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Educating youth about African American leaders key to self-awareness, growth

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When 11-year-old Aubrey Neville is asked about her recent Freetown Village summer camp experience, she quickly rattles off a list of her favorite activities: learning how to cook and play chess, dancing, singing and seeing new places during field trips. 

Another top favorite? Learning about abolitionist Harriet Tubman, said the Eastwood Middle School sixth grader.

“I know a lot about Harriet Tubman,” Aubrey said proudly.

Freetown Village will host its annual “Making a Difference” gala Nov. 16 at the Madam Walker Legacy Center Ballroom, which will honor four African American leaders who served as role models during its summer camp. Each year, up to 60 campers ranging from kindergarten to eighth grade, interact with the local leaders as well as a community of family members and friends who watch them perform a play each week.

Aubrey’s mother, Ashley Sholar, said she first enrolled her daughter in the program’s summer camp as a kindergartener. She continued to sign Aubrey up for the camp in subsequent years.

“I really see her growth as an engaged learner,” Scholar says. “Aubrey has really evolved as far as knowing who she is and where she came from.”

Meeting interesting African American leaders teaches her not to ever see barriers. Learning while surrounded by people who care about you also matters.

“It’s a really loving community,” Aubrey said. “They make you feel loved and safe. It is like another family.”  

More than a summer camp

These are the types of experiences Indianapolis educator Ophelia Wellington envisioned nearly 40 years ago. Wellington found herself thinking a lot about the importance of teaching yesterday’s stories, and the frustration teachers often face to keep students’ attention.

After more pondering, Wellington recalled, one question challenged her most: “How do you make history relevant to a contemporary person?”   

Knowing people of any age relate to stories about people, she envisioned teaching history through reenactments. In an effort to make that vision reality, Wellington applied for and received a grant through the Indiana Humanities Council. Efforts by other educators, along with artists and historians helped bring to life the Circle City’s post-Civil War history and the impact that time period had on African American lives in Indiana.

Though Freetown Village is a fictional community, reenactments are based on real life in the Old Fourth Ward, an actual area of Indianapolis where 3,000 African Americans resided.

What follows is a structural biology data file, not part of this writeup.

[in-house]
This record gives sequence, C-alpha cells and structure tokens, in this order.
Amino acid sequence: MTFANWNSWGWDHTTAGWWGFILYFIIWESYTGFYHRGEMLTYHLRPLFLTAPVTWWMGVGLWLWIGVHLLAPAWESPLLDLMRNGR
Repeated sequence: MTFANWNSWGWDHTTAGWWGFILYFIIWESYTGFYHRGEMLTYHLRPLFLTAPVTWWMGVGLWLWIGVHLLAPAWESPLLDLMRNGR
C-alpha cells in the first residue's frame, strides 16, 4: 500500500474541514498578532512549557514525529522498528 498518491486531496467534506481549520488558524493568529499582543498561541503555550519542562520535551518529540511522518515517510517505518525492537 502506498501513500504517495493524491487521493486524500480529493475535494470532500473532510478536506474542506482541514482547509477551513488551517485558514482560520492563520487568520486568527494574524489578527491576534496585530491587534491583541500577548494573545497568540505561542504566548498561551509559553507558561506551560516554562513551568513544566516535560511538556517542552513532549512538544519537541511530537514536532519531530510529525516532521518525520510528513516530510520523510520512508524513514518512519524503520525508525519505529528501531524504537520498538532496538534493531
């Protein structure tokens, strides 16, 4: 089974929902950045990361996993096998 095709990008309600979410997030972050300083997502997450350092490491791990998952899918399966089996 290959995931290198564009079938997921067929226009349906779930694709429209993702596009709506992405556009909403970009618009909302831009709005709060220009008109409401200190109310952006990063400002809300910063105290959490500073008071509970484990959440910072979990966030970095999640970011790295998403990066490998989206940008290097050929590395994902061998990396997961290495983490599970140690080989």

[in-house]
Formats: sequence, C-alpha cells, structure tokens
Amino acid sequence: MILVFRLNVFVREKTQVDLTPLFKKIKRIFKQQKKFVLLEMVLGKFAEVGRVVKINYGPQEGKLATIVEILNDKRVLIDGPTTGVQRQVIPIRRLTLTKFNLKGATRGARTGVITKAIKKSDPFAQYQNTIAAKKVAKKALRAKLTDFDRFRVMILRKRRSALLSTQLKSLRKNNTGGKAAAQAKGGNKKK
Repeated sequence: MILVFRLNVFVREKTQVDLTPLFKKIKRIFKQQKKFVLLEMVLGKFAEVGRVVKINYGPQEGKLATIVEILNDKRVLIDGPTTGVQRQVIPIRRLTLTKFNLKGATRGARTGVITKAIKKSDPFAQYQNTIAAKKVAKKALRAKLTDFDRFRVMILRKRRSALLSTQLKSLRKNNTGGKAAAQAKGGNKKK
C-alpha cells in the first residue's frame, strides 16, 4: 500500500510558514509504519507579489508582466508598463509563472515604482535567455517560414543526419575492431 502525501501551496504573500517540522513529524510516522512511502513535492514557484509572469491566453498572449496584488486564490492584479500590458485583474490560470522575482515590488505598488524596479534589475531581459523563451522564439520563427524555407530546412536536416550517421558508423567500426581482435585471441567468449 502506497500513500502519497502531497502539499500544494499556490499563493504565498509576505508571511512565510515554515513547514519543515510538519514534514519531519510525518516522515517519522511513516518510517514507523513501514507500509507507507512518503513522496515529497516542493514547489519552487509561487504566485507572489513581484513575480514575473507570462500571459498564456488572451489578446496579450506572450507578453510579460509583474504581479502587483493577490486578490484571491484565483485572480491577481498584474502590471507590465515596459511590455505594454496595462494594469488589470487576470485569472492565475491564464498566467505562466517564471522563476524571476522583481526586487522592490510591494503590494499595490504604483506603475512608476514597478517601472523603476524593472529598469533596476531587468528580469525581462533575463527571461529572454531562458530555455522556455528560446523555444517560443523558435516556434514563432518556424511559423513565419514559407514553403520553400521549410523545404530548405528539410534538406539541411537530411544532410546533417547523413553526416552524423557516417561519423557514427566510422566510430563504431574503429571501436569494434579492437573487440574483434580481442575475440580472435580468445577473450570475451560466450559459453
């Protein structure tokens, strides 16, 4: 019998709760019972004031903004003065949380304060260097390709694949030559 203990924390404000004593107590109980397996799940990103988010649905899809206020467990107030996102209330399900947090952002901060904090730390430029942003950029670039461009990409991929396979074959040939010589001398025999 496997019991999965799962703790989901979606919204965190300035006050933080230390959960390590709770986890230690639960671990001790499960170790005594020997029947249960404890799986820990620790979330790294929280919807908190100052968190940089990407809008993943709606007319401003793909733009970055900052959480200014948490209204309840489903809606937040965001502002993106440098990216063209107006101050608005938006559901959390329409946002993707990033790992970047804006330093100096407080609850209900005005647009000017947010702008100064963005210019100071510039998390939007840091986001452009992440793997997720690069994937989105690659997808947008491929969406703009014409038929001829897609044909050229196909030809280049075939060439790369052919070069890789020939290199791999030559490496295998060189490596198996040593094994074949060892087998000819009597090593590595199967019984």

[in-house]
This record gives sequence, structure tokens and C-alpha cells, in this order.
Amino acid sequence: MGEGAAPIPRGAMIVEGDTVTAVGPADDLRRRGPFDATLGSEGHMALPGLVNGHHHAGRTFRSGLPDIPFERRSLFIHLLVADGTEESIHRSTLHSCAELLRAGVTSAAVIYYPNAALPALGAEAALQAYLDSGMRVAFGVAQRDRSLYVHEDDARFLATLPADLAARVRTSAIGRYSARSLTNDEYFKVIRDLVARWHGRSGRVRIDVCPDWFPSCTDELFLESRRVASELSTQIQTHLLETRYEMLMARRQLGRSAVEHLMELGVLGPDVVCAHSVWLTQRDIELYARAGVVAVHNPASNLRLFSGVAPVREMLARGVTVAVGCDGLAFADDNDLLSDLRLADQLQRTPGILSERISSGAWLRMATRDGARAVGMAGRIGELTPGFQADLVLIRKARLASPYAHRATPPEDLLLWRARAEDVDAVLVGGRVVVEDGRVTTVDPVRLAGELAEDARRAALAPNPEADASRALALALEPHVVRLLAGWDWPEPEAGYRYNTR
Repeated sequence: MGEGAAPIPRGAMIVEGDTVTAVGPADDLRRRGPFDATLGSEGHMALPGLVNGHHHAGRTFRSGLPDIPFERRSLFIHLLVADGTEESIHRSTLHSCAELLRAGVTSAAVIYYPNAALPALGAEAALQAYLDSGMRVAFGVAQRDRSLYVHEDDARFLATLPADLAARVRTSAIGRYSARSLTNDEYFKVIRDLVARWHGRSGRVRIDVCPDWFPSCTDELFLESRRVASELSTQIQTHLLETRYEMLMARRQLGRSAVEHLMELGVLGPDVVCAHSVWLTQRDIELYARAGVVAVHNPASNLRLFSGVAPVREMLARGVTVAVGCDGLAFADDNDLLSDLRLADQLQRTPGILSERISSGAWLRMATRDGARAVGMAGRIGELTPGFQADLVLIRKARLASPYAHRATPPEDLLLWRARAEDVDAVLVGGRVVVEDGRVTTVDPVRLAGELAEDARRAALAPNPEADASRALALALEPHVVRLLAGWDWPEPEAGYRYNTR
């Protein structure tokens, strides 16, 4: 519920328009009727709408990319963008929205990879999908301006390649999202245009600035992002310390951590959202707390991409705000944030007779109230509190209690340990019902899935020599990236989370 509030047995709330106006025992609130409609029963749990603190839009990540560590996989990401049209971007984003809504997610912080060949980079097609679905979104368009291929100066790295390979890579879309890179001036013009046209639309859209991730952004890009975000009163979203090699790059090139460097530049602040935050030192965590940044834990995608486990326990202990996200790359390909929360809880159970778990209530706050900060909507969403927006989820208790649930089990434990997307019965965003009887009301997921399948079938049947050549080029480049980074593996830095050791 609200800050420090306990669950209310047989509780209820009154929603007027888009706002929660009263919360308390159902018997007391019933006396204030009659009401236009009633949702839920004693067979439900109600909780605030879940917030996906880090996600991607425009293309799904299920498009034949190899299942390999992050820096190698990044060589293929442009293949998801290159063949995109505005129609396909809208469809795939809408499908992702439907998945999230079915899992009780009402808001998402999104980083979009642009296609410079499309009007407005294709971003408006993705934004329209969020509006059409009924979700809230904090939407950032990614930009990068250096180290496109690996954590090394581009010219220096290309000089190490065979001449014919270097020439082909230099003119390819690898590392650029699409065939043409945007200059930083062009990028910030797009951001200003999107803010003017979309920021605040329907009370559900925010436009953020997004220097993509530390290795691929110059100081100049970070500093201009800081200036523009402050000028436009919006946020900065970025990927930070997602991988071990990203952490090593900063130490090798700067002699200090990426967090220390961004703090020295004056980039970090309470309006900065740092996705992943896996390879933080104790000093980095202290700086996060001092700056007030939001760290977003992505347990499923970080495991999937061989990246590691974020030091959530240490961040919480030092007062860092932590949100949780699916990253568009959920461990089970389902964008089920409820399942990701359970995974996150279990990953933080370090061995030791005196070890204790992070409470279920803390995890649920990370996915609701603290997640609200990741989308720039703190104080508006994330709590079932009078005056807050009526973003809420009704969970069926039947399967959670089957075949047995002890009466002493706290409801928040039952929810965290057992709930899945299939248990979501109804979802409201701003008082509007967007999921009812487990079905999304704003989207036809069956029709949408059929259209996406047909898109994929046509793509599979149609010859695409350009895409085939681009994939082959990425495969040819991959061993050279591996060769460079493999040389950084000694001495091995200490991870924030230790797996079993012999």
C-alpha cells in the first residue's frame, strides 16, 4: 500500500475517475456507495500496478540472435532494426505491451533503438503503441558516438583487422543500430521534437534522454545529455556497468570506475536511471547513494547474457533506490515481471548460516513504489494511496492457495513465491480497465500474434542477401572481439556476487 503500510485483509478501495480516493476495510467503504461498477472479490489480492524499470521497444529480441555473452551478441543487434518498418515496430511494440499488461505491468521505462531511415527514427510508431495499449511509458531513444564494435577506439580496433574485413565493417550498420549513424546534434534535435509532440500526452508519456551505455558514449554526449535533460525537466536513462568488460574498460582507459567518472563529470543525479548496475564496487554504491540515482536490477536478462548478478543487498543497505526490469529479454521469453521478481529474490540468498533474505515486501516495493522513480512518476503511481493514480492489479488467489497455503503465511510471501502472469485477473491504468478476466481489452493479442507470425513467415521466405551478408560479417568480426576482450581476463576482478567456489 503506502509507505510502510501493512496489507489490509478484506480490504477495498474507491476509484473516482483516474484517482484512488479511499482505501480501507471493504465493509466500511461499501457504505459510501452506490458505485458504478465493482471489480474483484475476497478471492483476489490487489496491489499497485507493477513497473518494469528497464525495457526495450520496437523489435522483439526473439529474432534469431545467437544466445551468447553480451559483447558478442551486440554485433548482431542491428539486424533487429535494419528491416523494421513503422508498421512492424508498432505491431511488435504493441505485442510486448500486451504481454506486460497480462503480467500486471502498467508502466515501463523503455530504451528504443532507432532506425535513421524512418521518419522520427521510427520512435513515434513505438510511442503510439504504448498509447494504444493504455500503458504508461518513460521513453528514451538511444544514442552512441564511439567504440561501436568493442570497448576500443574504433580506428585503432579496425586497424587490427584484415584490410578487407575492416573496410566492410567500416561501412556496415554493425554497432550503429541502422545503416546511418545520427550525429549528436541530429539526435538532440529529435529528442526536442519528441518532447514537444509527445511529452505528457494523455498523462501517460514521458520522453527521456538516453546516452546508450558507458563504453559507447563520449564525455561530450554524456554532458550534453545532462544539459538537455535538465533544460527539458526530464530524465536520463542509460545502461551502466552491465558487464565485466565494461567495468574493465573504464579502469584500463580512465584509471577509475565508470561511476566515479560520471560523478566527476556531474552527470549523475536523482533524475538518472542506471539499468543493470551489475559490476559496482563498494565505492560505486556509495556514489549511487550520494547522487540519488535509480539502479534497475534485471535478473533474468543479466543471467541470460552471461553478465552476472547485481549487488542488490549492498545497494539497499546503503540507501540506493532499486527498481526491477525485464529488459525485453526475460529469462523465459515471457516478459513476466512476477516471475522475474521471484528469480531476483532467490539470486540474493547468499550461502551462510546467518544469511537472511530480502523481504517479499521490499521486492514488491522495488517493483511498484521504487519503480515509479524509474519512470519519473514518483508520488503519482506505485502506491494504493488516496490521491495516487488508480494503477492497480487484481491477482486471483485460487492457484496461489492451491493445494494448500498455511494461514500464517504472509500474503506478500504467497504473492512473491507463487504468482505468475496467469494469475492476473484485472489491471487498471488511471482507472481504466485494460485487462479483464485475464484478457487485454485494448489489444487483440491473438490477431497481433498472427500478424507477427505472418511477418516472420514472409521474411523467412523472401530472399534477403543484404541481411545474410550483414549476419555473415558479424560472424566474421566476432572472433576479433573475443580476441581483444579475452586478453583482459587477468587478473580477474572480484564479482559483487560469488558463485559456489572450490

Audiences learn how Post Civil War freedom allowed African American families to live their lives without fear.

Finally, they could freely work, marry and raise families. To share these stories, rich with colorful moments and beautiful messages, performers visit schools, churches, theaters and civic clubs. To date, reenactments and one-character performances have been provided in 80 of Indiana’s 92 counties.

African American culture, heritage and societal contributions are also celebrated through collections of artifacts and art, as well as music of the time, performed by the Freetown Village Singers.

“United States history is segregated, taught in a vacuum,” Wellington said. “Black history is American history and it’s relevant to everyone.”

African American history lessons that engage youth

That passion for teaching African American history is equally present in the summer camp curriculum.

“Children don’t often realize they are learning since they are having fun,” said Marriam Umar, Freetown Village program director for 20 years. “We are getting them ready for the next semester.”

Summer camp is “low tech,” Umar adds.

“We provide the children with a break from screens,” she said

When kids and teachers aren’t distracted by testing preparation in classroom settings, creativity blooms.

“And that means creativity for teachers as well as parents,” Umar said.

Through the learning experiences her daughter has had at summer camp, Sholar sees how memorizing lines for a play helps her retain academically. Performing in front of an audience has given her child self-confidence. Learning about leaders in the African American community and meeting some of them when they visit camp also has an impact.

Freetown Village presents its annual fundraising gala in honor of Legacy Series honorees Olon Dotson, Eunice Trotter, Larry Williams Jr., and Felicia Brokaw.

What: Freetown Village “Making a Difference” Fundraising Gala

When: 6 p.m. Nov. 16

Where: Madam Walker Legacy Center Ballroom

Cost: $50

For more information and to buy tickets, visit eventbrite.com.

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